Stress is an increasing phenomenon in our society today. It is appalling that more than a third of the population suffers from some form of stress or another. Another fact is that reported levels of stress seem to be increasing with each year.
There is no indication of the level of stress that you may be feeling. There is no stress-o-meter that can warn us to take medication or manage symptoms that we may be experiencing. In fact, most of the times, stress-related physical symptoms are attributed to some other ailment. A series of investigative and diagnostic tests are then conducted to find the cause of the symptoms that are being observed. If the stress does not kill you, the bills at the end of this fruitless investigation surely will!
Types of Stress
There are essentially three kinds of stress that humans face.
Acute stress – This one is the most common and it is something that the body was prepared to handle. Acute stress is a result of a specific occurrence like a loud noise or sudden danger. It results in a flight or fight response from the endocrine system increasing levels of adrenalin in the body to fight or run. The heightened levels of hormones decrease quickly as the danger is dealt with.
Episodic stress – Our lifestyles allow for many instances of episodic stress to take place. These occur when we feel rushed, run around to meetdeadlines, and must multitask. While the body responds to this stress in a similar manner, it is still a short-term phenomenon.
Chronic stress – Chronic levels of stress are the most damaging since the body remains in an elevated state for long periods of time. Chronic stress occurs due to extended issues that just won’t go away in the mind. Some of the causes include long term financial problems, death of someone close, demanding circumstances at work and toxic relationships.
Effects of Stress
Stress effects everything from our physical health to emotions, moods, thoughts and behaviour too. Since the connection between stress and health related issues was not too obvious to begin with, there have been various medical studies that have been carried out to confirm the risks that chronic stress brings along.
Stress effects the gastrointestinal tract and causes issues like frequent upset stomach, peptic ulcers, ulcerative colitis and acid reflux. Over time This occurs due to heightened levels of various chemicals that are released in the body to combat a stressful situation.
Issues with the muscular and nervous system are also common occurrences due to prolonged stress. The taut muscles cause backpain, shoulder pain and muscle tension. Arrhythmias have also been known to occur in chronic stress cases. Due to this constant state of alert, patients have also reported constant headaches, endless fatigue, dizziness and chest pain. In some extreme cases arthritis has also been traced back to stress.
The respiratory system is also compromised when you undergo chronic stress. It can cause asthma and respiratory issues.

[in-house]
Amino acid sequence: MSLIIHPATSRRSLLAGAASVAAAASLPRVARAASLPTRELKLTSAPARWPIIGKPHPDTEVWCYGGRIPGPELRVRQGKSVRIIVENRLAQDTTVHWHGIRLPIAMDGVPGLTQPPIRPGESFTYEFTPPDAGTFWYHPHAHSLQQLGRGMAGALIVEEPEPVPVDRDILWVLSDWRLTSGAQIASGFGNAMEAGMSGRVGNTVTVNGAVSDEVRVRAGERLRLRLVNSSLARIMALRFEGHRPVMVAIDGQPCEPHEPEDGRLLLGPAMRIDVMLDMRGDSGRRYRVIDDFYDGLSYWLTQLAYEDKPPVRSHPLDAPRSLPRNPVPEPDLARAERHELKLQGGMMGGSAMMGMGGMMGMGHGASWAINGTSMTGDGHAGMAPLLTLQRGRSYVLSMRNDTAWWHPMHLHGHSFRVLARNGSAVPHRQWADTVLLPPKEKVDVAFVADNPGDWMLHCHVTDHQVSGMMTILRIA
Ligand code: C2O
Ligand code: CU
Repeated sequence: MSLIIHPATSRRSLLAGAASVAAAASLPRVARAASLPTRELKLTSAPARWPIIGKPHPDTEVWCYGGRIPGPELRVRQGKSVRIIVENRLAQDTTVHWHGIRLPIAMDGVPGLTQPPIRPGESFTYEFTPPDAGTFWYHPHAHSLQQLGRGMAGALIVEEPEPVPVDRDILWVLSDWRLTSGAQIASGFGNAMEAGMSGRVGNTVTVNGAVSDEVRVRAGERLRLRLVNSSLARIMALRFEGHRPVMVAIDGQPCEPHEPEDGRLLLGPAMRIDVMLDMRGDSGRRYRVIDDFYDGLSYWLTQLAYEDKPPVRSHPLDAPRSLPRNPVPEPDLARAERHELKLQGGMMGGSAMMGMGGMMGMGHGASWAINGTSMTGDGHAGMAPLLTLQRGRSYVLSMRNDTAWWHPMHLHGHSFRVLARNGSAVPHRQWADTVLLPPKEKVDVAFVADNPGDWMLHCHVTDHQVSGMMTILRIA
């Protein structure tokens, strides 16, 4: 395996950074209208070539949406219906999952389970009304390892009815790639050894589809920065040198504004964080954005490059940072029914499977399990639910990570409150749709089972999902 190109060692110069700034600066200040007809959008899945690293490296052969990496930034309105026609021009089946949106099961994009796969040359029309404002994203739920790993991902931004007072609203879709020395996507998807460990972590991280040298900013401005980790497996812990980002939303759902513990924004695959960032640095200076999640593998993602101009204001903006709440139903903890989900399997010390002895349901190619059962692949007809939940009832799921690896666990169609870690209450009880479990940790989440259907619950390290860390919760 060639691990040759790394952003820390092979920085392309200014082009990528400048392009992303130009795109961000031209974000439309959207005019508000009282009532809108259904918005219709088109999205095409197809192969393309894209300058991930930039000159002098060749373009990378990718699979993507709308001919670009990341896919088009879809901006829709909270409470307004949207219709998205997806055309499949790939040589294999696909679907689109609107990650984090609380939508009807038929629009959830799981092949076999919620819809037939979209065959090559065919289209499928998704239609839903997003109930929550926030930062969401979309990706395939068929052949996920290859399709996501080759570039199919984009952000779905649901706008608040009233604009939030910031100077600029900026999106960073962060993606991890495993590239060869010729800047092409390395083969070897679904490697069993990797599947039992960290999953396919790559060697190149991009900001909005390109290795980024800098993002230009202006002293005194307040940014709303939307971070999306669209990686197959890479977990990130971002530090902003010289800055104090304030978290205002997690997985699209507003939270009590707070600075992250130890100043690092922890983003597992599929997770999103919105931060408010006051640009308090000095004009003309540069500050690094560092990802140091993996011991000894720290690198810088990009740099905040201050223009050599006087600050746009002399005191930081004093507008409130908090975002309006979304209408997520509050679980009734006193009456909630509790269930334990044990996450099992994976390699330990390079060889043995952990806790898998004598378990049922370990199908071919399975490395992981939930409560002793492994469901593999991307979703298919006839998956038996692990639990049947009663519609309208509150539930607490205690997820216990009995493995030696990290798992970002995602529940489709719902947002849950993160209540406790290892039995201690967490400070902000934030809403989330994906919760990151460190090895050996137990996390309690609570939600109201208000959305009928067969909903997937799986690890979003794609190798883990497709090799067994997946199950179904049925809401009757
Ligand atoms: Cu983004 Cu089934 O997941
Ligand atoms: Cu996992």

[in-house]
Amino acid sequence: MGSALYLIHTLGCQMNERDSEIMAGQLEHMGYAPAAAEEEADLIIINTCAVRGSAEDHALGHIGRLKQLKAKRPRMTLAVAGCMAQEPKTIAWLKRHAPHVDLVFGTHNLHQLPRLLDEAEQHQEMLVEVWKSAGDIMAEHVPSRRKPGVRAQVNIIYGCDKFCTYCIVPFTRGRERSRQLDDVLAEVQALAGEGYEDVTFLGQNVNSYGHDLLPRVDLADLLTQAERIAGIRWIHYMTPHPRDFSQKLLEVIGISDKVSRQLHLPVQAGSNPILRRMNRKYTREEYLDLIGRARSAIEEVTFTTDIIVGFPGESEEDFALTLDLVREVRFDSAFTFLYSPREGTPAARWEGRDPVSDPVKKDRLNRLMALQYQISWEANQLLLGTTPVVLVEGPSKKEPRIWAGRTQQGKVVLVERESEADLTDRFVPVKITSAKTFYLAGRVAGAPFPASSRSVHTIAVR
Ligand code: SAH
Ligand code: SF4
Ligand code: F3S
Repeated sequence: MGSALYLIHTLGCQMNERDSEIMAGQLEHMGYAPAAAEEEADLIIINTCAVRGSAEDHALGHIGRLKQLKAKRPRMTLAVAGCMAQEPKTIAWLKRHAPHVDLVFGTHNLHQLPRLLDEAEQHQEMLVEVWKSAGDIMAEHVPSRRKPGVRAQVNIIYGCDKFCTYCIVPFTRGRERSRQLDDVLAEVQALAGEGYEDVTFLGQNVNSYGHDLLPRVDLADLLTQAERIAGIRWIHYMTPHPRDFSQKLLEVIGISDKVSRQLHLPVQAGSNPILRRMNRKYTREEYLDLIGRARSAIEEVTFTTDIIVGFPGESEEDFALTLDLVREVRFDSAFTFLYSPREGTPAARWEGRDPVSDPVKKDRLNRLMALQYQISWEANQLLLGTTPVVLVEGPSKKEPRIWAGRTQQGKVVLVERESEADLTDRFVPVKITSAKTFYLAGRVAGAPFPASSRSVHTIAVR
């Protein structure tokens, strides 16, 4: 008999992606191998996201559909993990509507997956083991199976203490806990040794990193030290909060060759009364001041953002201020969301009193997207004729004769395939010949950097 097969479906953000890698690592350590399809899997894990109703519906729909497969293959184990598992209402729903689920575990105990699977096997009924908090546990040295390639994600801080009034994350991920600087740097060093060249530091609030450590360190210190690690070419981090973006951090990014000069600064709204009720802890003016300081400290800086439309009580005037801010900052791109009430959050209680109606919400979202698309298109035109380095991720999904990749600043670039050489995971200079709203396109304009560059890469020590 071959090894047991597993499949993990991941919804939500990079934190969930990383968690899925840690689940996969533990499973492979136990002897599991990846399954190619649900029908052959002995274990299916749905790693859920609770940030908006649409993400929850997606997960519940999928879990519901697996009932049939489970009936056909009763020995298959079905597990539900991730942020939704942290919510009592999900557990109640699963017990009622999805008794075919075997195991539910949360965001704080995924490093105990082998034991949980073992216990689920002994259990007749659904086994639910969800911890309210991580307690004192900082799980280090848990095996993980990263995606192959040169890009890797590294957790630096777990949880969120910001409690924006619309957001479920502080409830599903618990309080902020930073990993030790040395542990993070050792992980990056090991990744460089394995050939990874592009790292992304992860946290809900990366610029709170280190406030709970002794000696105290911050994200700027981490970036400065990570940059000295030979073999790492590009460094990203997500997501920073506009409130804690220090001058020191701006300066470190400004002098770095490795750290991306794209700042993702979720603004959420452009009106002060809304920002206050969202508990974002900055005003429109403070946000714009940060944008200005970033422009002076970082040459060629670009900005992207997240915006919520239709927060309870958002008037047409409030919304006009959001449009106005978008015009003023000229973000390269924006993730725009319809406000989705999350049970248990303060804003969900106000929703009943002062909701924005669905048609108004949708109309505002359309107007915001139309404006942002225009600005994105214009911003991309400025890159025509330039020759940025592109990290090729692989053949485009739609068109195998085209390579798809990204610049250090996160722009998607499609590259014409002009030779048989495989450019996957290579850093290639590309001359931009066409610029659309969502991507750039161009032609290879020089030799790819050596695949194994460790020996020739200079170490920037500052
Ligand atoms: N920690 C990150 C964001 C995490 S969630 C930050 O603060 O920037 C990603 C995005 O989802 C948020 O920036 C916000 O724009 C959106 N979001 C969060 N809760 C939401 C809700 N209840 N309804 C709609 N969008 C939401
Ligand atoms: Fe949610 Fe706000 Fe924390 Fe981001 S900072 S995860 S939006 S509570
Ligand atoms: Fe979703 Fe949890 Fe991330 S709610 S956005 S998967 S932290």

Lifestyle problems like diabetes, elevated cholesterol levels, and higher risk of cardiovascular diseases has also been linked to stress. Overall, continued stress suppresses the immune system making colds, flus, and fatigue a common thing and allowing for other pathogens to attack easily.
Mood issues related to stress include restlessness, listlessness, lack of motivation, anxiety, depression and anger.
Behaviourally, anger outbursts, drug abuse, higher levels of alcohol consumption, social withdrawal and eating disorders are associated with stress too. Sudden increase in weight due to binge eating or sudden weight loss due to lack in motivation and depression are some signs to watch out for.
There hardly seems to be a magic wand that one can swirl and ensure that the world becomes far more relaxed, slow and calm. These social changes take centuries. Most of us will not be around anymore to see it happen assuming that awareness of this sets in now.
What we can do however, is to learn to manage stress since it is within our control to look at things from different perspectives. Just as the manifestations of stress are physical and mental, the management of stress requires a combined approach. Here are some things you can do:
- Exercise at least 4 to 5 times a week. Physical activity releases happy hormones called endorphins that keep the body from producing stress hormones.
- Learn some basic relaxation techniques like deep breathing, yoga and tai chi and take some time out each day to practice these. You can use your relaxation techniques just before going to bed. A quick yoga schedule for 15 minutes can make you feel much better through the day.
- Certain behavioral changes can ensure that you do not get into the claws of depression due to stress. Surround yourself with happy and humourous people. Make some real friends (not only those on social media) and go out during the weekend with them. Listen to peppy music and make time for periodic vacations